Thursday, June 25, 2015

Library Impact

(Statement was not presented at meeting. This is an edited copy, removing names and quotes from emails.)

Statement for School Committee

“Studies conducted over the past two decades” including a study as recent as May 2015, “…  show that students in schools with endorsed librarians score better on standardized achievement tests in reading, compared with students in schools without endorsed librarians.”

“This increase in scores exists regardless of student poverty level or overall staffing losses.

In a Colorado study (2006-2011), the presence of school librarians positively impacted students’ standardized reading scores even when controlling for student poverty (free and reduced-cost meal status).

In a national study (2011), even if schools had overall staff declines between 2004 and 2008, students’ standardized reading scores were better in schools that maintained or gained a librarian during this time period.”

There have been 7 elementary school library positions cut from .5 to .25. One middle school has cut from .5 to .25, and another middle school (technically three in one building) has completely eliminated the library teacher position.

School library teachers do more than just check in and check out books. I had student interns this past year who can handle check in/check out.  By cutting, removing, and moving library teachers, bonds that we have created to teachers will also be cut. We are part of a team, not just a nameless, faceless cog.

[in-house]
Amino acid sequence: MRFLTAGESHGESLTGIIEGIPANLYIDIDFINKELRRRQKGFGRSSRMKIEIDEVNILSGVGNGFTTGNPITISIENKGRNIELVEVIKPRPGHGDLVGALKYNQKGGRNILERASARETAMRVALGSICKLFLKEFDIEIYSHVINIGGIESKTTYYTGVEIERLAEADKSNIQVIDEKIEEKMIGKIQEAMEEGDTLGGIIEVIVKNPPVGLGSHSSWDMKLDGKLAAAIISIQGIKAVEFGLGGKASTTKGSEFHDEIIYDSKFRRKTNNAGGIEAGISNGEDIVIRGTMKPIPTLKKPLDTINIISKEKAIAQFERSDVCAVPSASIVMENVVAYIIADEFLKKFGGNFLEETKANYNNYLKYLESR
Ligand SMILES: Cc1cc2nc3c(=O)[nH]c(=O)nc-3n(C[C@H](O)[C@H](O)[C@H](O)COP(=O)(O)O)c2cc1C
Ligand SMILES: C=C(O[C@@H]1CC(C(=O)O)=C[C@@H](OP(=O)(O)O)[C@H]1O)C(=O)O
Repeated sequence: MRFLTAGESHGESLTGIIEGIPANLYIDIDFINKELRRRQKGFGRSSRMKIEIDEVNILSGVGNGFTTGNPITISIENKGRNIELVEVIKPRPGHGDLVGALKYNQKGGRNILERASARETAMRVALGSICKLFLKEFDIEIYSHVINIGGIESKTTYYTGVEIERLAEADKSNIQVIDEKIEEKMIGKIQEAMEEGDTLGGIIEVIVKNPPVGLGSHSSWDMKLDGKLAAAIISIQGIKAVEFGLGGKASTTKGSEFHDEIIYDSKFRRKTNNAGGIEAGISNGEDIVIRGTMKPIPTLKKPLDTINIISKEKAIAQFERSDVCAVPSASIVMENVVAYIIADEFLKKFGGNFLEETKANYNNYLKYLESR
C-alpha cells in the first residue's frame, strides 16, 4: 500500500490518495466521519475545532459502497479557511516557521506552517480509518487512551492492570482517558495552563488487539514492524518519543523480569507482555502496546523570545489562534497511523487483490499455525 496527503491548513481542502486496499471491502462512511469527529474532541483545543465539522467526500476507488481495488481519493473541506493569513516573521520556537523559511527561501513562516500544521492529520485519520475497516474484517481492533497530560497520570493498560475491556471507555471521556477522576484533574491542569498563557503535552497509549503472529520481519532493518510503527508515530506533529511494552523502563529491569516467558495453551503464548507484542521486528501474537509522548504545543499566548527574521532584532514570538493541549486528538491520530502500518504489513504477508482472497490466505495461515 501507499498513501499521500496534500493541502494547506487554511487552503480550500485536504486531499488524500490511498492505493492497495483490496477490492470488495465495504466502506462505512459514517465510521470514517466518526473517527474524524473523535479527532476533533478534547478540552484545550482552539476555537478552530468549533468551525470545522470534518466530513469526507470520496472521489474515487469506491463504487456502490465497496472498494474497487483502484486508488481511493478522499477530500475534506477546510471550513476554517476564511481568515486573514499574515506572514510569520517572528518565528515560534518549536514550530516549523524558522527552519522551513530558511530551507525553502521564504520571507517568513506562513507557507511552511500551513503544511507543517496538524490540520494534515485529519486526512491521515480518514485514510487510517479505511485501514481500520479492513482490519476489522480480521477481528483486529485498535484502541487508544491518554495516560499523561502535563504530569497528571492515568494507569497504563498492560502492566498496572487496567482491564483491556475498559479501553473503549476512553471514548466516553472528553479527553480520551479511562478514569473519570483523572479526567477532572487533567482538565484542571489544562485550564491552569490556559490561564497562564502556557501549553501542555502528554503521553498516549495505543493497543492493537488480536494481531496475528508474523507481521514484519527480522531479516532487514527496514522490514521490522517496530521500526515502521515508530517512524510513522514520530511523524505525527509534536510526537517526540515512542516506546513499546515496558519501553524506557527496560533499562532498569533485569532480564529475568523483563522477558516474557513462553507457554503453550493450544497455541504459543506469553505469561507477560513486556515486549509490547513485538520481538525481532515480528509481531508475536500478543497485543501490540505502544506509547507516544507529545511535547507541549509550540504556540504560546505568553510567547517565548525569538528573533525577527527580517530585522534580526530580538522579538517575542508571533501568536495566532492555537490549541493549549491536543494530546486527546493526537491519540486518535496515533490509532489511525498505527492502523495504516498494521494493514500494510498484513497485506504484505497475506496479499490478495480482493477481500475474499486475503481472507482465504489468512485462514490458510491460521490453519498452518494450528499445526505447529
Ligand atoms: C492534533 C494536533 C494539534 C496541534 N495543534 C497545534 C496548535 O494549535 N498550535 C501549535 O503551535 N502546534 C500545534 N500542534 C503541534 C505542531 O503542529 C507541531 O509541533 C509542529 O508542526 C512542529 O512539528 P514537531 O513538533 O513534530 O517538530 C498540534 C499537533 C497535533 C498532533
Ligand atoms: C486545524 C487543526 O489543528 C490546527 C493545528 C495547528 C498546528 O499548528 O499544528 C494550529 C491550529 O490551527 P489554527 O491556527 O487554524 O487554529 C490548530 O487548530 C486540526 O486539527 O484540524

School library teachers are, in fact, teachers. We have the same school requirements of all other teachers, such as a master’s degree and Department of Elementary and Secondary licensing as Library Teacher (All Levels).


  1. Teach literacy and love of reading by reading to younger students, hosting book clubs for middle and high school students, help with choosing independent reading books at all levels, including Life Skills students;

  2. Teach information literacy skills to students by utilizing technology such as Discovery Education, Edmodo, and other Web 2.0 applications;

  3. Teach library skills, such as research and evaluation of sources, to prepare students for higher grades, college, and careers;

  4. Collaborate with classroom teachers to support classroom learning;

  5. Attend professional development to bring back information to support classroom teachers;

  6. Are a point person for technology questions. Many library teachers are also the A/V Tech coordinator or webmaster for their building. Even those who aren’t also in those positions often work closely with that person to help provide technology support;

  7. Come in early, stay late, and miss lunch to help students with homework, independent reading, college advice, or simply provide a safe space that isn’t the cafeteria where students can chat quietly, collaborate with classmates on projects, or even just check their email.

By cutting library teachers, you take away a critical piece in student success. How can we provide our elementary and middle school students with the required skills to do well in classes if we are only seeing each class once a month? How can high school library teachers expect to prepare students for college if they enter high school lacking key skills?

Cutting library teachers is a recipe for failure.

Thank you.

(Information from

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Library Impact by Allegra DAmbruoso is licensed under a Creative Commons Attribution-NonCommercial 4.0 International License.

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